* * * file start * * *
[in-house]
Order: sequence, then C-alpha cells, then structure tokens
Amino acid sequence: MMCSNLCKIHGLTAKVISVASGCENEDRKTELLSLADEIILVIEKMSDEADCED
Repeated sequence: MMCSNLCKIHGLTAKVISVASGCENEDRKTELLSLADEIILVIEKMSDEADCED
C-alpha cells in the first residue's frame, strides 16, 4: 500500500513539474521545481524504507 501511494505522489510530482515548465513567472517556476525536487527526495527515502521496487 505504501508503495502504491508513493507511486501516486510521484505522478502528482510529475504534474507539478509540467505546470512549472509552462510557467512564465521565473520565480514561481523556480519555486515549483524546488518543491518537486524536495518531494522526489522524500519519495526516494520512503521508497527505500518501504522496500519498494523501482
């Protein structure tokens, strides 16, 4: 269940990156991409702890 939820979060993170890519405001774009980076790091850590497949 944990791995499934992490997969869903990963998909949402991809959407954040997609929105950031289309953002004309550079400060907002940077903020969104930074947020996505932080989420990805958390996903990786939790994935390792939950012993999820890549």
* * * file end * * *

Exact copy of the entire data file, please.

[in-house]
Order: sequence, then C-alpha cells, then structure tokens
Amino acid sequence: MMCSNLCKIHGLTAKVISVASGCENEDRKTELLSLADEIILVIEKMSDEADCED
Repeated sequence: MMCSNLCKIHGLTAKVISVASGCENEDRKTELLSLADEIILVIEKMSDEADCED
C-alpha cells in the first residue's frame, strides 16, 4: 500500500513539474521545481524504507 501511494505522489510530482515548465513567472517556476525536487527526495527515502521496487 505504501508503495502504491508513493507511486501516486510521484505522478502528482510529475504534474507539478509540467505546470512549472509552462510557467512564465521565473520565480514561481523556480519555486515549483524546488518543491518537486524536495518531494522526489522524500519519495526516494520512503521508497527505500518501504522496500519498494523501482
């Protein structure tokens, strides 16, 4: 269940990156991409702890 939820979060993170890519405001774009980076790091850590497949 944990791995499934992490997969869903990963998909949402991809959407954040997609929105950031289309953002004309550079400060907002940077903020969104930074947020996505932080989420990805958390996903990786939790994935390792939950012993999820890549």